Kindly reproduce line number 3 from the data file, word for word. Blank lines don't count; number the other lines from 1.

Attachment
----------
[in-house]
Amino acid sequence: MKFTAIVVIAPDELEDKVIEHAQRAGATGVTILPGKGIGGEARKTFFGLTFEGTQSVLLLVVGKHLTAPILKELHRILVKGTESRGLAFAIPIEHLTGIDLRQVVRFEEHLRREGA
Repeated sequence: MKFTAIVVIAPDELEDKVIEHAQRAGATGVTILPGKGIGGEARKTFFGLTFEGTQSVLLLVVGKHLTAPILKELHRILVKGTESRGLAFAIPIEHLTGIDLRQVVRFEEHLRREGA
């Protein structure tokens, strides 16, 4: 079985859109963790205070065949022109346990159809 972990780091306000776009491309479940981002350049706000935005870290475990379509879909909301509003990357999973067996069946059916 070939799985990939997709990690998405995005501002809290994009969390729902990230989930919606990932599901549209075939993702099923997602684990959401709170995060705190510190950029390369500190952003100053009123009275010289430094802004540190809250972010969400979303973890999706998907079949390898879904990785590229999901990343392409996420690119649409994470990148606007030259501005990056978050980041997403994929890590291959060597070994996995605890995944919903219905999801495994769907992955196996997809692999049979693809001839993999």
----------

Repeated sequence: MKFTAIVVIAPDELEDKVIEHAQRAGATGVTILPGKGIGGEARKTFFGLTFEGTQSVLLLVVGKHLTAPILKELHRILVKGTESRGLAFAIPIEHLTGIDLRQVVRFEEHLRREGA